In Guy Ritchie's Sherlock Holmes (2009), A blindfolded Sherlock (played by Robert Downey Jr.) uses the presence of the bump at the 'Fleet Conduit' in order to gain his bearings: "After that, the carriage forked left, then right, and then the tell-tale bump at the Fleet Conduit."

"London Underground," a 2014 episode of BBC One drama New Tricks, features a story line about a murder by an occult group in the 1970s who believed that the River Fleet demanded human sacrifices.

See alsoEdit

ReferencesEdit

  1. ^ "fleet, n.2". Oxford English Dictionary. Oxford, England: Oxford University Press. 1989. 
  2. ^ Trench, Richard; Hillman, Ellis (1993). London under London: a subterranean guide (Second ed.). London: John Murray. p. 33. ISBN 0-7195-5288-5. 
  3. ^ Spain, Rob: "A possible Roman Tide Mill", Paper submitted to the Kent Archaeological Society
  4. ^ Wickstead, Thomas (January 1840). "On the supply of water to the Metropolis". The Civil engineer and architect's journal. III (28): 10. 
  5. ^ Dunciad, book the second
  6. ^ ray street bridge (off farringdon lane), ec1. Streetmap.co.uk. Retrieved on 2013-07-17.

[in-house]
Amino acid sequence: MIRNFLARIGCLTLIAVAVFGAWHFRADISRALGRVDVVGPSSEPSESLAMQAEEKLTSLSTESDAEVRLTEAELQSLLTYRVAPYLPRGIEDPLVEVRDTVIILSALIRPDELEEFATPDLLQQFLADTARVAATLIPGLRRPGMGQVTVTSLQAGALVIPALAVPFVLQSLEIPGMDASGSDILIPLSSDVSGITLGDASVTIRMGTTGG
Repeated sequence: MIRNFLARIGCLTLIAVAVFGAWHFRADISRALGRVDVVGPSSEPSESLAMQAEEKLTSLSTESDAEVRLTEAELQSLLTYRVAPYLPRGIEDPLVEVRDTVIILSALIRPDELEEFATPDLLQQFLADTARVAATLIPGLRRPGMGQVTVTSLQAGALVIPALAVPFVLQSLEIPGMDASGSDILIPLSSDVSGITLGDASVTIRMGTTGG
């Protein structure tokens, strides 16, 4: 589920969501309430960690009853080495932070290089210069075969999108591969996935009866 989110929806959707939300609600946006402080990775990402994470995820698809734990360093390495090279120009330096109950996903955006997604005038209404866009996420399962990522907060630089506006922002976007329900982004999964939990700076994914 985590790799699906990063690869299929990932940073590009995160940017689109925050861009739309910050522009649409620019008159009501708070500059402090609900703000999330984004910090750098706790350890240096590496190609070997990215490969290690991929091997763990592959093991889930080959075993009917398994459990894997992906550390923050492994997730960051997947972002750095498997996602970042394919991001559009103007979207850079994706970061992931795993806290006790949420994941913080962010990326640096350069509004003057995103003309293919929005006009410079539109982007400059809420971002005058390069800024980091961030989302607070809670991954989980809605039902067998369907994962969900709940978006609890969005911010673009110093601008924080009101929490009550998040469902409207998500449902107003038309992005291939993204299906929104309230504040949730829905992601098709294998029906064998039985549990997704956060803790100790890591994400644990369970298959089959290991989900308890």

7. ^ Boris Johnson to revive London’s lost rivers (payment required)
  8. ^ Jowit, Juliette (8 January 2009). "River rescue: project launched to breathe life into waterways buried under London concrete and brick". The Guardian. p. 15. Retrieved 8 January 2009. 
  9. ^ Talling, Paul. "London's Lost Rivers: River Fleet". Retrieved 24 January 2016. 
  10. ^ Jonson, Ben. "On the Famous Voyage". sewerhistory.org. Archived from the original on 23 April 2013. Retrieved 9 April 2013. 
  11. ^ McRae, Andrew (1998). ""On the Famous Voyage": Ben Jonson and Civic Space". Early Modern Literary Studies. 4 (Special Issue 3).